Why do multiple let statements inside a while body give a compile error?

I'm learning OCaml and I'm struggling with this snippet:

let found = ref false

let () =
  while not (Queue.is_empty q) && not !found do 
    let next = Queue.pop q
    let () = found := (next.subtotal == total)

The second let inside the while body doesn't compile, the error says 'suggested in'. Indeed, when I add a 'in' after the first let, and I remove the 'let' from the second line, it compiles.

But I don't understand why this is needed? Doesn't Ocaml normally interpret a new 'let' as if there were an 'in' after the last line? E.g. when I move those two lets outside of the while block, they compile fine.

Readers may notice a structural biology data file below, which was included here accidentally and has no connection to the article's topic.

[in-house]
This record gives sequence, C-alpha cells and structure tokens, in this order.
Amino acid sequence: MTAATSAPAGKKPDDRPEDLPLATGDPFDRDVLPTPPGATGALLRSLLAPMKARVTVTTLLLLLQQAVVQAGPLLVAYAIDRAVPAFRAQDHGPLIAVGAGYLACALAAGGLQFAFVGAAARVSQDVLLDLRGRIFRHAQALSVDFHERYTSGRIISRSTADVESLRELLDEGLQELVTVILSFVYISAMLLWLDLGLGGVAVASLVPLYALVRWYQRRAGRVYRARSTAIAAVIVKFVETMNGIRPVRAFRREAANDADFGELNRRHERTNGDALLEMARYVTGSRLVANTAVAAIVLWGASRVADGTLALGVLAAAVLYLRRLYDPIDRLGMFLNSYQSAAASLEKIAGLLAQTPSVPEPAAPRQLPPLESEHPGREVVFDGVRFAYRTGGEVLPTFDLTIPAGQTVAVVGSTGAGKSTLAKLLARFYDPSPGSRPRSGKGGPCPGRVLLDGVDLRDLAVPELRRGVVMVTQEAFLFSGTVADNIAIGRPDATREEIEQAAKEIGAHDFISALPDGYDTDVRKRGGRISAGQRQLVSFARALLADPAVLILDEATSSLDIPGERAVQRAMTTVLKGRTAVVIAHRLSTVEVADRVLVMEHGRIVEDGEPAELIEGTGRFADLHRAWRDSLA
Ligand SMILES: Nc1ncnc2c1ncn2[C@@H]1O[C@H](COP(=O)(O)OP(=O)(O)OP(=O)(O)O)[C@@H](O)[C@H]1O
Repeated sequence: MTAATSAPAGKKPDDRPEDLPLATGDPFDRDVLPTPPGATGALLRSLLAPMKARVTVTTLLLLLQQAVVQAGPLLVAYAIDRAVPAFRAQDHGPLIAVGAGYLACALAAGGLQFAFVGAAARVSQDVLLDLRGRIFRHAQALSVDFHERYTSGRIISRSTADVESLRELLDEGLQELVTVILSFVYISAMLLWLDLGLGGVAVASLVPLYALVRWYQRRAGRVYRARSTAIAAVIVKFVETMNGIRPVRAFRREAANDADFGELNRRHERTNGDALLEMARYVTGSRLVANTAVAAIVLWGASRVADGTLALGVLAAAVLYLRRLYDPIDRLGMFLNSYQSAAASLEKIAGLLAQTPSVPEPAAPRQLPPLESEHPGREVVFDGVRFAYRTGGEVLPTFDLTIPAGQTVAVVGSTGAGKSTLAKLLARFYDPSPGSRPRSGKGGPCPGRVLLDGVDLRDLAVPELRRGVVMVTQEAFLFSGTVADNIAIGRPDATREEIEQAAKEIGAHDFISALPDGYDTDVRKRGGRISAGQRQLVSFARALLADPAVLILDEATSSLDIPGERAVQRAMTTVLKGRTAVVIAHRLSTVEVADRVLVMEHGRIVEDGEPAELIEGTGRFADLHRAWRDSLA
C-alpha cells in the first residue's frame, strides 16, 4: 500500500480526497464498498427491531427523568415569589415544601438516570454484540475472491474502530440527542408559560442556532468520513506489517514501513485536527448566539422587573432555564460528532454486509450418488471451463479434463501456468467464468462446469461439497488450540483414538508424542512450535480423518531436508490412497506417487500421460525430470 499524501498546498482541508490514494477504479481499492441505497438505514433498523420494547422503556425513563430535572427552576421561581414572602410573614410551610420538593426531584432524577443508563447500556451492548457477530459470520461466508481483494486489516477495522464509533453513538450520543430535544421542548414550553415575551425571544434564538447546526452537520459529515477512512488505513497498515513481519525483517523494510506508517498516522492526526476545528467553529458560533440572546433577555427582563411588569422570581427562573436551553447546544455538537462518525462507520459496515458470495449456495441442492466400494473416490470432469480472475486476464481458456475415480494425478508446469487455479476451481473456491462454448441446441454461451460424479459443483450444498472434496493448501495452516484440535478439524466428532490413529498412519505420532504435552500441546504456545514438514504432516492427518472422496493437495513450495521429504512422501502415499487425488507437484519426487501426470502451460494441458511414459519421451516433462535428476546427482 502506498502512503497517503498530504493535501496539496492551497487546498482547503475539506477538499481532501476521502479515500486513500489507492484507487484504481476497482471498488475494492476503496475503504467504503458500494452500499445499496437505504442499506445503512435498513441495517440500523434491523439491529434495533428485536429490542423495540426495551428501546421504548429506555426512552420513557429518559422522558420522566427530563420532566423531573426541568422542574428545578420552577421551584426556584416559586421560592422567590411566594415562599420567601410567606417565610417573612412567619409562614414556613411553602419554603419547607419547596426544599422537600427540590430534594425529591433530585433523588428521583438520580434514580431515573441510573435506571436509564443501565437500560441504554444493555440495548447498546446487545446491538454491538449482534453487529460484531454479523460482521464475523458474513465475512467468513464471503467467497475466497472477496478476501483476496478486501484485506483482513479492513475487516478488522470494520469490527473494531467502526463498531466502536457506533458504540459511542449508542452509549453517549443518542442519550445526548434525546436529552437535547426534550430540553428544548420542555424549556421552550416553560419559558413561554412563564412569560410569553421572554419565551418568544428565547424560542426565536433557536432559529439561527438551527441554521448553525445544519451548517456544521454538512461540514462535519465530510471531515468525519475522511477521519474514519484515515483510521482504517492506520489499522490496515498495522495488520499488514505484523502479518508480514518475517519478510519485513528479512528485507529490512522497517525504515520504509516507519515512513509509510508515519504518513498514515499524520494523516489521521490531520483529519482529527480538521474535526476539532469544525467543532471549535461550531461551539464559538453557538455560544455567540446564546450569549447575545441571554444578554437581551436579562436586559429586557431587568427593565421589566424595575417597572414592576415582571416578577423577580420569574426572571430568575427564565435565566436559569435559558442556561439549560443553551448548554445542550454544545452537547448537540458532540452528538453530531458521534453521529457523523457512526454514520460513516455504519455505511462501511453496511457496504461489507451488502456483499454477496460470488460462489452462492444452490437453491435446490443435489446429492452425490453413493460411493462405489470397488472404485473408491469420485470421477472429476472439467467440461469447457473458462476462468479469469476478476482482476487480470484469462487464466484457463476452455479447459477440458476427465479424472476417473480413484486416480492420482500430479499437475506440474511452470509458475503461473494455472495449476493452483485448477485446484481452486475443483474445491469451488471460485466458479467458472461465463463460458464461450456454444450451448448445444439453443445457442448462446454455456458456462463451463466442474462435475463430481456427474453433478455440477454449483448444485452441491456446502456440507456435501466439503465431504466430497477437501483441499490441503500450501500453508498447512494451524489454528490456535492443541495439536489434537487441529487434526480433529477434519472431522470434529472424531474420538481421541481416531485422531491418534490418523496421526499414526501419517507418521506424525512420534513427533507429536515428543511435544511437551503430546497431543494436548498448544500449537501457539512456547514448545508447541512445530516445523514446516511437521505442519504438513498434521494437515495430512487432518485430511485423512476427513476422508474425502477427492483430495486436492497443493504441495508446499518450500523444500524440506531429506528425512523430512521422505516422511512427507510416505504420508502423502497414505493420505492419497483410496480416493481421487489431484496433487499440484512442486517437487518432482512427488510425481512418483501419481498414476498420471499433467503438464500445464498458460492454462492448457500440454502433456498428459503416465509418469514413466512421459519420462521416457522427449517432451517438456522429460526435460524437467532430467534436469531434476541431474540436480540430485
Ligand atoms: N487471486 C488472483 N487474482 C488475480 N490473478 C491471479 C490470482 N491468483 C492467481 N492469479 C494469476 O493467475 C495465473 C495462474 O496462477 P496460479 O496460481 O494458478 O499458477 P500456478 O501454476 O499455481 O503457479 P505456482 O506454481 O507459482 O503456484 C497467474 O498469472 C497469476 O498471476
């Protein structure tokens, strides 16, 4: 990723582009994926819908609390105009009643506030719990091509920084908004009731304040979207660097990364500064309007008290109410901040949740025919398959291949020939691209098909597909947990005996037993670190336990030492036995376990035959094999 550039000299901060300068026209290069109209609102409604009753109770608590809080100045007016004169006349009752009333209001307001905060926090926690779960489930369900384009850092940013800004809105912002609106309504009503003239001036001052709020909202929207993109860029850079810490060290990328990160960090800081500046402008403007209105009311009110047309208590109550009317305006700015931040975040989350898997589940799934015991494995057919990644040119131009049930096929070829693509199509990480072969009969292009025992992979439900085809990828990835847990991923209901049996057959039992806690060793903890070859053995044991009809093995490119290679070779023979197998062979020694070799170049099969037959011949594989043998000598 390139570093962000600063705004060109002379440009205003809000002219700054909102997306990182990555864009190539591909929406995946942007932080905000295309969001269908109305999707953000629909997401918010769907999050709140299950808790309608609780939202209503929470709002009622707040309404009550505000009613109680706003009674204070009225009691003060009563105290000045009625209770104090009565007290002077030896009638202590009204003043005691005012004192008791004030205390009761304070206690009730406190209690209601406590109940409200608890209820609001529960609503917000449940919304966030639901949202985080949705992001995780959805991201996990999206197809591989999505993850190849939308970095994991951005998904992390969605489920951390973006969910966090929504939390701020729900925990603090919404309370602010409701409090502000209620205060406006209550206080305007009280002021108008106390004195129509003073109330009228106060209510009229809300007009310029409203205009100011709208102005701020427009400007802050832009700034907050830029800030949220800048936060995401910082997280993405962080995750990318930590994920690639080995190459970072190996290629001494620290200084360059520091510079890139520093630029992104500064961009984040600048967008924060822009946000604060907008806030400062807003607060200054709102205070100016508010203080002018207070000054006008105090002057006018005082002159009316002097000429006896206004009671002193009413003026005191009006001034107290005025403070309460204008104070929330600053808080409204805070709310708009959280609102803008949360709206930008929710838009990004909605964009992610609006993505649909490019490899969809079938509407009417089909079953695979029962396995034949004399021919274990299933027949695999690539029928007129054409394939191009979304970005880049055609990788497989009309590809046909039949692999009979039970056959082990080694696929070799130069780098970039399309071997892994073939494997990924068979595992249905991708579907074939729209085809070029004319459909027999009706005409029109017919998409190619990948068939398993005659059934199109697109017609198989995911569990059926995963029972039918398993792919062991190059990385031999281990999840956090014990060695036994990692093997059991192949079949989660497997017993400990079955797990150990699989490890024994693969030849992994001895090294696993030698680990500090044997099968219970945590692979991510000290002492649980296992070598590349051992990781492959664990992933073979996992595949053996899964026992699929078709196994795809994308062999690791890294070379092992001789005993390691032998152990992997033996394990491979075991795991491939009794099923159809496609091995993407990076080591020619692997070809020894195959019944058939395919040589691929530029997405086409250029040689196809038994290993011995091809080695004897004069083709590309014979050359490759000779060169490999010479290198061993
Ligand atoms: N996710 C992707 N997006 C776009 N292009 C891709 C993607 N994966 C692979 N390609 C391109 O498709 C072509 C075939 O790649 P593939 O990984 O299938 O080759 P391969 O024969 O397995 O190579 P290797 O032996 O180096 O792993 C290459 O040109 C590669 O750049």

• OCaml makes the distinction between local definitions and module-level definitions. In a local definition like

    let g x =
      let y = 2 in (...)

    the name y is only defined to be 2 inside the (...) subexpression. In particular, this means that the name is only a temporary name and accessing it later will be an error

    let g x =
      let y = 3 in
      x + y
    let error = y (* the name y is unknown in this scope *) 

    Contrarily, module-level definitions like

    module N = struct
      let x = 0
      let y = 1
    let ok = N.x (* [x] is a valid field of the module [N] *)

    defines new field of the current (sub)module, which will be always be here (even if they are shadowed later).